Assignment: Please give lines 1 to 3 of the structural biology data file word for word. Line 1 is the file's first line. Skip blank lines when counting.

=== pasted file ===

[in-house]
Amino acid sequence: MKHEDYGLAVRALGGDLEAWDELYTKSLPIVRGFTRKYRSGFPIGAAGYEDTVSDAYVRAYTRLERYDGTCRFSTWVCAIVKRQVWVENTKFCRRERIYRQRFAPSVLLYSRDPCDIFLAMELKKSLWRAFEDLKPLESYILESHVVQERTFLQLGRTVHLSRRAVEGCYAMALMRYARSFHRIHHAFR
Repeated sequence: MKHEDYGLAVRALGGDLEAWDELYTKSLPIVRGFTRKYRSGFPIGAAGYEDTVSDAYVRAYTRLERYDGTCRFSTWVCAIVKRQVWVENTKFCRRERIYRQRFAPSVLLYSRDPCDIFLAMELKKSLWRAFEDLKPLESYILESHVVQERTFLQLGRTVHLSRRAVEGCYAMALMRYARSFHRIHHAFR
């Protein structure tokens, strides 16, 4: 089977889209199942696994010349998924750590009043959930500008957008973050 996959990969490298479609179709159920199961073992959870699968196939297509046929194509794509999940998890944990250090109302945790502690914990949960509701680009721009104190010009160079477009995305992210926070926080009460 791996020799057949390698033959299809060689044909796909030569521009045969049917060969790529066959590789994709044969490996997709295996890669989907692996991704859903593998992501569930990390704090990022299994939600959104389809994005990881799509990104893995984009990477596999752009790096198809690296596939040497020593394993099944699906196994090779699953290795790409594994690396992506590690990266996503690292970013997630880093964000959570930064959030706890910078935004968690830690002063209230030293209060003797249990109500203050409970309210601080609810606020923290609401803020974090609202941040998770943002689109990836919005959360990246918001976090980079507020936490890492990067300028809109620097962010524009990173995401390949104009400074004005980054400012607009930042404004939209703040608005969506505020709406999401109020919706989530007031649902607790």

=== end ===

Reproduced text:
[in-house]
Amino acid sequence: MKHEDYGLAVRALGGDLEAWDELYTKSLPIVRGFTRKYRSGFPIGAAGYEDTVSDAYVRAYTRLERYDGTCRFSTWVCAIVKRQVWVENTKFCRRERIYRQRFAPSVLLYSRDPCDIFLAMELKKSLWRAFEDLKPLESYILESHVVQERTFLQLGRTVHLSRRAVEGCYAMALMRYARSFHRIHHAFR
Repeated sequence: MKHEDYGLAVRALGGDLEAWDELYTKSLPIVRGFTRKYRSGFPIGAAGYEDTVSDAYVRAYTRLERYDGTCRFSTWVCAIVKRQVWVENTKFCRRERIYRQRFAPSVLLYSRDPCDIFLAMELKKSLWRAFEDLKPLESYILESHVVQERTFLQLGRTVHLSRRAVEGCYAMALMRYARSFHRIHHAFR